Think a second, before leaping! – Part 1
This being a “leap year,” February had an extra day—ending on the “29th,” instead of the 28th. There’s nothing new about “leap days”, of course. They’ve been inserted most fourth-years, since 1582.
What you probably didn’t know, though, is that “leap seconds” are also added to the global timekeeping system occasionally: And that the practice is fueling a worldwide controversy.
Such a minuscule adjustment may seem harmless. But in science, the second is the basic unit of time; and it is fundamental to computer-based systems, such as the Internet, telecommunications and satellite navigation.
The current global time-keeping system is known as Coordinated Universal Time, or UTC. It is derived from calculations based on Earth’s rotation, plus input from 500 or so highly precise atomic clocks, located in various countries and in space. Each GPS satellite contains four such clocks.
Formerly, civil time (for setting watches and clocks) emanated from radio signals broadcast globally, when a certain star-crossed the Greenwich Meridian, in the U.K. Greenwich Mean Time (G.M.T.) became “Universal Time” or, to astronomers, “UT0”. UT0 was later upgraded to UT1 and incorporated into UTC.
UTC consists of Astronomical Time (UT1) and International Atomic Time (TAI). In today’s high-tech world, UT1 alone is unreliable, because it stems ultimately from Earth’s rotation. Our planet wobbles in orbit and spins erratically—slowing down mostly, but also speeding up, occasionally.
The slippage of tectonic plates during the 2011 quake in Japan, for instance, shifted Earth’s crustal mass, causing it to rotate more rapidly—shortening the length of day by 1.6 microseconds. Core-mantle interaction, sloshing ocean waters and atmospheric forces also affect Earth’s rotation.
Overall, though, the planet has been turning slower (with days getting longer) due to the Moon’s tidal tug. According to Vince Summers, of Bright Hub, a day on the early Earth was roughly six hours in duration, compared with 24 now: And day-length continues to increase 1.7 milliseconds each century.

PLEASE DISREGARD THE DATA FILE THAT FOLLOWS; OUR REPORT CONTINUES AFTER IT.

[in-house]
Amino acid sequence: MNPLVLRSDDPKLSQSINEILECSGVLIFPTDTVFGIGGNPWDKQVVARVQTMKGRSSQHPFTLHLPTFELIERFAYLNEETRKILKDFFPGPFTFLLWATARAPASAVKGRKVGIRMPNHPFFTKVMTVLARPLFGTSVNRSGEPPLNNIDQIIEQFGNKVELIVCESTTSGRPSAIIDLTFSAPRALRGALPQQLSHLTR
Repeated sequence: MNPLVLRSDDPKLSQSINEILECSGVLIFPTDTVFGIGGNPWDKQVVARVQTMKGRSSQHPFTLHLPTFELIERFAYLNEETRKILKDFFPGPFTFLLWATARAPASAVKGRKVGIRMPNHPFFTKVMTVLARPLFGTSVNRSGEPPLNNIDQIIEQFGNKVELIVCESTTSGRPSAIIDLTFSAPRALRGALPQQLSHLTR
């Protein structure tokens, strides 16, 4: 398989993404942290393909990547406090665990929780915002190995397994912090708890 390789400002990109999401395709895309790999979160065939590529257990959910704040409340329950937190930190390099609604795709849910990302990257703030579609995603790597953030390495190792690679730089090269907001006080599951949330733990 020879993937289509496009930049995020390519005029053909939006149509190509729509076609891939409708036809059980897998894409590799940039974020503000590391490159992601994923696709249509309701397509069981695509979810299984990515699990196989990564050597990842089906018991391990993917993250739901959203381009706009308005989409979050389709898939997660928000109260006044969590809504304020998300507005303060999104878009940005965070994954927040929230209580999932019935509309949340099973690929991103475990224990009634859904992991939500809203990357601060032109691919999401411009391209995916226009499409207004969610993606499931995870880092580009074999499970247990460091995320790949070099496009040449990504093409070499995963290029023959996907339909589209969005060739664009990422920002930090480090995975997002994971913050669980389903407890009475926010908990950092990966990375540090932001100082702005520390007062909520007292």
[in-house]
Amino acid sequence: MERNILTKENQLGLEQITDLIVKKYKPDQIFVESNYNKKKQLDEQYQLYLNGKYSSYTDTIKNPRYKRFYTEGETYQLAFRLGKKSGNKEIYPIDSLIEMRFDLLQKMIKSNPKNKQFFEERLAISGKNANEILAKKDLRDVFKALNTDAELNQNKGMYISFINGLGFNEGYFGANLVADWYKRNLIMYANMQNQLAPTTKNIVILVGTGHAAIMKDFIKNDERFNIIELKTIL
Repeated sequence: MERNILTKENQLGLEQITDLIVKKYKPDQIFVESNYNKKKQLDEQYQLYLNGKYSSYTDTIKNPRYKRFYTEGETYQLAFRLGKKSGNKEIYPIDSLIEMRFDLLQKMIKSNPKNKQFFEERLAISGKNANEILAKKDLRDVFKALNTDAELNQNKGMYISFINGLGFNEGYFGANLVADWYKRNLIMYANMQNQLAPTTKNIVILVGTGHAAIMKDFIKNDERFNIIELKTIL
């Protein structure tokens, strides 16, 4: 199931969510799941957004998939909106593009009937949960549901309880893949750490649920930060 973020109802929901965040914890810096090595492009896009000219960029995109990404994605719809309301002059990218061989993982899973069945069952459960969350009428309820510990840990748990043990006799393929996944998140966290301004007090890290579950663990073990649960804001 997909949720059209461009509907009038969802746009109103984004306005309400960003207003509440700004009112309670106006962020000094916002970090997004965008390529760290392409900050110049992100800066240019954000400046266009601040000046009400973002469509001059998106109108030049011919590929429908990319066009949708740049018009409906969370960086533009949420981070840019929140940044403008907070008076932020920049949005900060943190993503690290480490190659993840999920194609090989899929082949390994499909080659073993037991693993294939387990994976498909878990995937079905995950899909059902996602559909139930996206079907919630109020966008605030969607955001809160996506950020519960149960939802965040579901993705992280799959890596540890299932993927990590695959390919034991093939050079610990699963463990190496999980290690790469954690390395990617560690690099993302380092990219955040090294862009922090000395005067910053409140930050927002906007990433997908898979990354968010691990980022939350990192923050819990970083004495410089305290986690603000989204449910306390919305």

A “millisecond” (or thousandth of a second) seems trifling. But that’s on the scale of the human mind. Advance computing and telecommunication systems, particle accelerators and navigation satellites routinely measure time in millionths, billionths, and trillionths of a second.
Such technology needs precise time-input. Speaking of satellite navigation systems, for example, an Internet blurb of the Thales Group (global security specialists) counsels that “a difference of just one microsecond [a millionth of a second] can lead to a positioning error of 300 metres”.
Likewise, Laura Ost, of the U.S. National Institute of Standards and Technology (NIST), revealed that in 2014 NIST received some eight billion automated requests daily for time signals to synchronize clocks in computers and network devices. Its radio broadcasts updated 50 million watches and clocks per day.
But NIST’s time signals are derived from atomic clocks, rather than Earth’s rotation. Atomic clocks contain detectors, which count the rapid oscillation of certain atoms from one energy state to the other—and use these cycles as units of time. These clocks lose about one second, in 30 million years!
In 1967, the International Bureau of Weights and Measures, in France, defined a second as 9,192,631,770 vibrations of the Cesium 133 atom, as opposed to the astronomically based 1/86,400 of a day.
NIST has since developed even more accurate and stable clocks, including strontium, ytterbium and aluminum quantum logic ion types. The consistency of these devices, which is the basis of UTC, far exceeds that of time systems geared to Earth’s rotation—causing UT1 to lag behind atomic clocks.*
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